Who says nothing new is coming out of those meetings between Gov. Bruce Rauner and the four legislative leaders?
There was a whole new twist last week. A meeting that had been scheduled was rather abruptly canceled. But this time, it wasn't House Speaker Michael Madigan backing out because of a scheduling conflict.
No, this time it was Rauner who pulled the plug. His reason? He wants a budget outline from Madigan and Senate President John Cullerton, and one wasn't coming, so he torpedoed the meeting.
As you might imagine, the Republican leaders who are loathe to criticize Rauner apparently agreed with the decision because they issued no statements of outrage over this canceled meeting, as they did when Madigan was a no-show.
The initial reaction from Madigan's camp essentially was that it is the governor's responsibility to introduce a budget, not theirs. That's true, but the Democrats could also put together a budget outline that mirrors Rauner's past efforts – something billions of dollars out of balance with no realistic proposal for closing the hole.
If nothing else, it would be fun to listen to whatever arguments Republicans come up with to assert that the Democrats' unbalanced outline is worse than Rauner's unbalanced outline.
Lighting the way
By the way, the Christmas lights are up on the Capitol dome and lit.
You may recall that last year, the lights were in jeopardy because the state's budget impasse left Secretary of State Jesse White’s office scrambling to save money. It decided one way to do that was to scrap the holiday lights, which were salvaged when several labor unions said they would cover the cost.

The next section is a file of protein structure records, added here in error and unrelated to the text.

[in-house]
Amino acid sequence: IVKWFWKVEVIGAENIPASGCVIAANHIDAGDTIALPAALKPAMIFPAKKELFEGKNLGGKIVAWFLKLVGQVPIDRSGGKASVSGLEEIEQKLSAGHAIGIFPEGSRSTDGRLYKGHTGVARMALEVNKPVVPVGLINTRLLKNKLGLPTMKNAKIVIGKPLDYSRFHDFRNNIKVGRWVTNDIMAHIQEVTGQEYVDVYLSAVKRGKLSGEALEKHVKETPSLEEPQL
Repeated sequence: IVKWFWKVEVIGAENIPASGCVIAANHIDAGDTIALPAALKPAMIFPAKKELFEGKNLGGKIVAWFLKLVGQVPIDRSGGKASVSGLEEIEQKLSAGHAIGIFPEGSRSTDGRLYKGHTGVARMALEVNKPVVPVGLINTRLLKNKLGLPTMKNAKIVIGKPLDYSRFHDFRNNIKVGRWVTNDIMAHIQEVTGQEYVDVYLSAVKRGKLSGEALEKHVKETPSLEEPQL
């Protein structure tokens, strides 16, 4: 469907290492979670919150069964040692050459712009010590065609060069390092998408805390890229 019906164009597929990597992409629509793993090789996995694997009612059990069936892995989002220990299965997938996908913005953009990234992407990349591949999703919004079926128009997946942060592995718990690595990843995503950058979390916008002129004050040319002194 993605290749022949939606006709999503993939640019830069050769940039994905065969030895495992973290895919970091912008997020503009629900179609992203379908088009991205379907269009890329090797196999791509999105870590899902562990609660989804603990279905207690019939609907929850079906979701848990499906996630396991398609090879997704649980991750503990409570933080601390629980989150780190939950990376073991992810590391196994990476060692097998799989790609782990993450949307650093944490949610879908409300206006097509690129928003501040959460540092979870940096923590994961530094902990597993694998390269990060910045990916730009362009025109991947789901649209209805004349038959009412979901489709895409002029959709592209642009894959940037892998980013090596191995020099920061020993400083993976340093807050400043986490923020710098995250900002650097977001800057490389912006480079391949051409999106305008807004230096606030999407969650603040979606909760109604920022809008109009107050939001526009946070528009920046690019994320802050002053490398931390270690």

White's office said the stopgap budget now in effect allowed the lights to go up this year. The stopgap ends Dec. 31, so it's a good thing the Capitol isn't decorated for other holidays.
No bonus for you
It appears that now is not a good time for a state worker to expect a bonus payment from the state.
As you no doubt recall, the Rauner administration announced a few weeks ago a plan to give $1,000 bonuses to the "vast majority" of state workers who missed a minimal number of work days in the fiscal year ending June 30, 2016.
The administration said the bonuses were made possible by the ruling that contract talks with the American Federation of State, County and Municipal Employees union were at an impasse. Thus, the administration could impose its contract terms, be they good or bad in the eyes of the union.
Those bonuses were announced before AFSCME went to court to block the administration from unilaterally imposing its contract terms. A circuit court has temporarily sided with AFSCME. The administration then said OK, no bonuses.
That was for union employees. Back in October, the Rauner administration announced it was handing out $3,000 bonuses to about 1,100 non-union workers who were making less than $100,000 as of July 1. The administration said those workers hadn't seen a raise in years and all of them were found to be doing exceptional work.
Last week, though, newly installed Comptroller Susana Mendoza, a Democrat, said those bonuses will only go out the door when the state has the money to pay for them. In order words, like state lawmaker salaries that are being paid months late, the bonus payments won't get priority over other state expenses that have been in line longer.
So first the bonus for union workers goes pffft, and then the one for non-union workers is delayed. Seems to cover it all.
Blago plus 8
Friday marked the 8-year anniversary of ex-Gov. Rod Blagojevich’s arrest by the FBI.
For some reason, that whole episode, the arrest followed by Blago's impeachment, seems like it happened so much longer ago.